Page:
As part of the divorce deal, the two sides agreed to keep Northern Ireland inside the EU’s tariff-free single market for goods to maintain an open border on the island of Ireland — a key pillar of Northern Ireland’s peace process.
That created a new customs border in the Irish Sea for goods entering Northern Ireland from the rest of the U.K. even though they are part of the same country. The arrangement has brought red tape and supply problems for some businesses, and it has angered Northern Ireland’s British Unionists, who say the checks undermine Northern Ireland’s place in the U.K. and destabilize the delicate political balance on which peace rests.
Truss was appointed Britain’s lead EU negotiator last month after Brexit Minister David Frost quit, citing disillusionment with the Conservative government’s policies on issues including taxation and COVID-19.
Brexit negotiations made limited progress under Frost, perceived by many EU officials as an intransigent hard-liner. Truss has struck a warmer tone and was welcoming Sefcovic with an all-British dinner of Scottish smoked salmon, Welsh lamb and Kent apple pie.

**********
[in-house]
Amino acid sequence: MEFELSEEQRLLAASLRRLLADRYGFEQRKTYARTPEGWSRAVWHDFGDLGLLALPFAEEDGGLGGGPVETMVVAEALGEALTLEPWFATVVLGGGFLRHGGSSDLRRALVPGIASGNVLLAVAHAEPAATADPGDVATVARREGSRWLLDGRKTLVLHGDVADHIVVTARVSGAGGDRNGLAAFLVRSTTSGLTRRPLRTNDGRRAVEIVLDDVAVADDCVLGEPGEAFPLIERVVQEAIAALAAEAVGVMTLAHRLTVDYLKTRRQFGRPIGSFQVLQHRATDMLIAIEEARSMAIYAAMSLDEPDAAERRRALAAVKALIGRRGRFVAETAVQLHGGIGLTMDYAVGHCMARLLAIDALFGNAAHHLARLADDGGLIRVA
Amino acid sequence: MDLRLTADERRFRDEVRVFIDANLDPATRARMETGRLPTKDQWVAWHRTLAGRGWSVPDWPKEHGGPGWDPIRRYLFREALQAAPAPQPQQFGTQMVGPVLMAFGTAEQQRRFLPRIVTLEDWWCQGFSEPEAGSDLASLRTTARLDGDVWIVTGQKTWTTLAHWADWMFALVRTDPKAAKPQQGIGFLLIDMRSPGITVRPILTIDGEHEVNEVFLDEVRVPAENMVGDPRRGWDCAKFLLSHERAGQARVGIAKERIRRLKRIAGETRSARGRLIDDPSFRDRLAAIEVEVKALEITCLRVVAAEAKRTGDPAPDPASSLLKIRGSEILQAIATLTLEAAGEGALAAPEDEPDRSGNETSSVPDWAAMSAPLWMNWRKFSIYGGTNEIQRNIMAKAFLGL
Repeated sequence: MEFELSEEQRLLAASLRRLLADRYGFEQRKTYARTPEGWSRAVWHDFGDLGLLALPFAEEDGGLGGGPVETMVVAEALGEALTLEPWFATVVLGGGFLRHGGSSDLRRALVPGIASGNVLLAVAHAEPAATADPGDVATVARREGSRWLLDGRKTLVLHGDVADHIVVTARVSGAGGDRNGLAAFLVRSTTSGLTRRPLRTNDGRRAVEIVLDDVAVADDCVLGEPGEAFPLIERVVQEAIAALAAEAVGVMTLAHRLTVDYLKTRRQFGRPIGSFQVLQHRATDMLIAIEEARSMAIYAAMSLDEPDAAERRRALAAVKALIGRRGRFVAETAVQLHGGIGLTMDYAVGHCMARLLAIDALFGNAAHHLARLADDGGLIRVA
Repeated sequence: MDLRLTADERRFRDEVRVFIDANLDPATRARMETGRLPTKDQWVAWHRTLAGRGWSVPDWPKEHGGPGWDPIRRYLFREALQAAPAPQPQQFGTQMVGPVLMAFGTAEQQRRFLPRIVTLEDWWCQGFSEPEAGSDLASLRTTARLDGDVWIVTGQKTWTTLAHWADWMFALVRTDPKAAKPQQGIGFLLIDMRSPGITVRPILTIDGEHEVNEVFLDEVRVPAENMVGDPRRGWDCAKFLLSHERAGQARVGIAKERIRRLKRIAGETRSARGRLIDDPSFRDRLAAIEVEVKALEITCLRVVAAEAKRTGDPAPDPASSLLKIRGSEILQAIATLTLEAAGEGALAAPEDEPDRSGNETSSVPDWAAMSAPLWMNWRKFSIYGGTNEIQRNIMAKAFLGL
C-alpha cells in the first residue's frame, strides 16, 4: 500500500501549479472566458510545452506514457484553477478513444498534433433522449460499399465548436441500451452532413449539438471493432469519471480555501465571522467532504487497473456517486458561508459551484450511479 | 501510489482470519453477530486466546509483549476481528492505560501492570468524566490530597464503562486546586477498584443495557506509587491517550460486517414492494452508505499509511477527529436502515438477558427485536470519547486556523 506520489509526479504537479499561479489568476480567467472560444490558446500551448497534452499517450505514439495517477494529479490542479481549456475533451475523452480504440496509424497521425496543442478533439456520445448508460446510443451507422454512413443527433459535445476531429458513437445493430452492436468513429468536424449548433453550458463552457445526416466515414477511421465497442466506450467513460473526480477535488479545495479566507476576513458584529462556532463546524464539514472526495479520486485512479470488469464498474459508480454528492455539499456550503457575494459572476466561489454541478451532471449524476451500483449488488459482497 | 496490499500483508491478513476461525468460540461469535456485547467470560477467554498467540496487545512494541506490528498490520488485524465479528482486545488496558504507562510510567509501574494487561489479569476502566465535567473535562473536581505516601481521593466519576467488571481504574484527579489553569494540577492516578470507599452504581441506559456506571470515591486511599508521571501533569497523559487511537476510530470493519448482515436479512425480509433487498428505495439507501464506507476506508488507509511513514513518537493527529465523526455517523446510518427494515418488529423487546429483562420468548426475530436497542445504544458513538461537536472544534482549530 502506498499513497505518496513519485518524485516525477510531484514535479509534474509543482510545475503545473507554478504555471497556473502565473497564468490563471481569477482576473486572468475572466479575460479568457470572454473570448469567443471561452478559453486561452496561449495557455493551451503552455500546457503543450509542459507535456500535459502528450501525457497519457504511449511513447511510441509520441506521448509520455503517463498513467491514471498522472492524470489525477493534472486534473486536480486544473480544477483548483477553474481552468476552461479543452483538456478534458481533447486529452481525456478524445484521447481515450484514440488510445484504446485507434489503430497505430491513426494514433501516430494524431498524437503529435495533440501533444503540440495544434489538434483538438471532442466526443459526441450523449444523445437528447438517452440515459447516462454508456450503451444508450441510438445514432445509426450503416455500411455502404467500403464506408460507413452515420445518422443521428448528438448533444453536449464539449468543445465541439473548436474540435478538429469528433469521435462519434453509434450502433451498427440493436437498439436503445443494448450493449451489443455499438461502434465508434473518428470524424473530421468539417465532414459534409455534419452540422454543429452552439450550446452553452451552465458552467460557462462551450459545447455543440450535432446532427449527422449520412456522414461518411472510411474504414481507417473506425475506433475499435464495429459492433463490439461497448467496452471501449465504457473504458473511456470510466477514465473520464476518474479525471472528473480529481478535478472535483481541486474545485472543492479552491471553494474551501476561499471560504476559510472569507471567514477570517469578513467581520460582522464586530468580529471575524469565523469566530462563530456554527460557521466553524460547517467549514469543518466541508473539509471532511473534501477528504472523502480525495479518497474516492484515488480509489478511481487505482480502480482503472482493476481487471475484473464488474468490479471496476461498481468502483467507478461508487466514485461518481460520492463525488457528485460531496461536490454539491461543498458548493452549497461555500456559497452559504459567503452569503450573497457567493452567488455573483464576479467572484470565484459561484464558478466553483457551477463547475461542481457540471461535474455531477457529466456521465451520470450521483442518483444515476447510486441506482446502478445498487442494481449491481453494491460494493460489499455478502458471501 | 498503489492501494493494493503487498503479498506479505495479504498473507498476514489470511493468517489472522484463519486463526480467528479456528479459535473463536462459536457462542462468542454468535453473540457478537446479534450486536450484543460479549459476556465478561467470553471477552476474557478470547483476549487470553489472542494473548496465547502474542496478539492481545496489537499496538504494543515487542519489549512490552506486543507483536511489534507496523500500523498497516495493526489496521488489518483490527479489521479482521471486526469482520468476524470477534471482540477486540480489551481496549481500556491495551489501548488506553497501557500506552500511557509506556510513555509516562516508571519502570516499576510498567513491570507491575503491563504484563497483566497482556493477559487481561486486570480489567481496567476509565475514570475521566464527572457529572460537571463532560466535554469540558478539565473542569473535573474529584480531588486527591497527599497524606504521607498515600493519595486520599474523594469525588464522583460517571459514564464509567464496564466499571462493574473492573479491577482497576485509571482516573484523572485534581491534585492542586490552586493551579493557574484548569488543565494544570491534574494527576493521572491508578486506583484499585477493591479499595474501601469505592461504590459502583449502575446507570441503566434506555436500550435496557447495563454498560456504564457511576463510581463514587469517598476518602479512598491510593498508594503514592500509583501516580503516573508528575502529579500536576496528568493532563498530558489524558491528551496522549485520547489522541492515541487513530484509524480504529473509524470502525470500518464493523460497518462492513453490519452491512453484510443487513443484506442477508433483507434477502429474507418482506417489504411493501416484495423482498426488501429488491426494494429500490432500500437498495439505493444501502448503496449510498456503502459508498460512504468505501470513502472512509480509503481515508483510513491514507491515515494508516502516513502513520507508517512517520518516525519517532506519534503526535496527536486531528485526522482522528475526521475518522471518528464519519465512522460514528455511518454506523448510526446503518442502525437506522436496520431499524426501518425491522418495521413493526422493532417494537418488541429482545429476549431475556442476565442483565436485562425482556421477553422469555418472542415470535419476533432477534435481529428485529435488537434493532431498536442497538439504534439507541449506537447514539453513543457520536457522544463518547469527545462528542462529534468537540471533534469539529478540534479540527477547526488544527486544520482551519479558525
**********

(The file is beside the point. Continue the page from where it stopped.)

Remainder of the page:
But Truss has so far stuck to Britain’s insistence that the EU remove its top court from its role in resolving any disputes over the Brexit agreement — an idea the bloc flatly rejects.
The U.K. is seeking major changes to the arrangements and has threatened to use an emergency break clause to suspend parts of the legally binding Brexit divorce agreement if no solution is found. That would trigger EU retaliation and could spiral into a trade war between the U.K. and the 27-nation bloc.
The EU accuses Britain of failing to respond positively to its “far-reaching proposals” to ease the burden on Northern Ireland businesses.
Follow all AP stories on post-Brexit developments at https://apnews.com/hub/Brexit.